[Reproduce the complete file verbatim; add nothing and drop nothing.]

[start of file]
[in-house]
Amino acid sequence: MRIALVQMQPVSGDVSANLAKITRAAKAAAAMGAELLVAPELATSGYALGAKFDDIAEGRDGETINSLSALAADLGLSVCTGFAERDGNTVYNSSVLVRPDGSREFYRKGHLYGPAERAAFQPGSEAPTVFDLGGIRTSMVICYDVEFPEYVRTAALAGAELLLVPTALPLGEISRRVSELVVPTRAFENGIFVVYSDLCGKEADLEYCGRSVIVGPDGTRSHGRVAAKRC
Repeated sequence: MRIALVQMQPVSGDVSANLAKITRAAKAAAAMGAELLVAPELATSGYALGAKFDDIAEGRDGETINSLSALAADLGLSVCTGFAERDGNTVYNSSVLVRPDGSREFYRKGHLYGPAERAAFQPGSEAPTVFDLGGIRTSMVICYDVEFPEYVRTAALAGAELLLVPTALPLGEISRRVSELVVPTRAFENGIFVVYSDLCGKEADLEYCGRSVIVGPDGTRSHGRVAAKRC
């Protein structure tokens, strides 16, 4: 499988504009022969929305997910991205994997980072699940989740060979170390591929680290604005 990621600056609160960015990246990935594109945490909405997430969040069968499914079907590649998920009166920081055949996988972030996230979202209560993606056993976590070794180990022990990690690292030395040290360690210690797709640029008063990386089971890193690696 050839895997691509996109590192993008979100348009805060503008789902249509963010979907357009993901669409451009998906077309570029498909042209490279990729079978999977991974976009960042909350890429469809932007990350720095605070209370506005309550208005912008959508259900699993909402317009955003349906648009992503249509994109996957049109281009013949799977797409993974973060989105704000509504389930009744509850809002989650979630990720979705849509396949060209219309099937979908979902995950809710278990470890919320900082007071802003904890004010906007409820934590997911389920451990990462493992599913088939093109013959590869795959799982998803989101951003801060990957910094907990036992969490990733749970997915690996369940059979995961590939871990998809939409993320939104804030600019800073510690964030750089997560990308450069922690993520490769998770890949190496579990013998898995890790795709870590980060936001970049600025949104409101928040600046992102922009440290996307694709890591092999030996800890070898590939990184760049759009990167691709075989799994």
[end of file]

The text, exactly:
[in-house]
Amino acid sequence: MRIALVQMQPVSGDVSANLAKITRAAKAAAAMGAELLVAPELATSGYALGAKFDDIAEGRDGETINSLSALAADLGLSVCTGFAERDGNTVYNSSVLVRPDGSREFYRKGHLYGPAERAAFQPGSEAPTVFDLGGIRTSMVICYDVEFPEYVRTAALAGAELLLVPTALPLGEISRRVSELVVPTRAFENGIFVVYSDLCGKEADLEYCGRSVIVGPDGTRSHGRVAAKRC
Repeated sequence: MRIALVQMQPVSGDVSANLAKITRAAKAAAAMGAELLVAPELATSGYALGAKFDDIAEGRDGETINSLSALAADLGLSVCTGFAERDGNTVYNSSVLVRPDGSREFYRKGHLYGPAERAAFQPGSEAPTVFDLGGIRTSMVICYDVEFPEYVRTAALAGAELLLVPTALPLGEISRRVSELVVPTRAFENGIFVVYSDLCGKEADLEYCGRSVIVGPDGTRSHGRVAAKRC
């Protein structure tokens, strides 16, 4: 499988504009022969929305997910991205994997980072699940989740060979170390591929680290604005 990621600056609160960015990246990935594109945490909405997430969040069968499914079907590649998920009166920081055949996988972030996230979202209560993606056993976590070794180990022990990690690292030395040290360690210690797709640029008063990386089971890193690696 050839895997691509996109590192993008979100348009805060503008789902249509963010979907357009993901669409451009998906077309570029498909042209490279990729079978999977991974976009960042909350890429469809932007990350720095605070209370506005309550208005912008959508259900699993909402317009955003349906648009992503249509994109996957049109281009013949799977797409993974973060989105704000509504389930009744509850809002989650979630990720979705849509396949060209219309099937979908979902995950809710278990470890919320900082007071802003904890004010906007409820934590997911389920451990990462493992599913088939093109013959590869795959799982998803989101951003801060990957910094907990036992969490990733749970997915690996369940059979995961590939871990998809939409993320939104804030600019800073510690964030750089997560990308450069922690993520490769998770890949190496579990013998898995890790795709870590980060936001970049600025949104409101928040600046992102922009440290996307694709890591092999030996800890070898590939990184760049759009990167691709075989799994």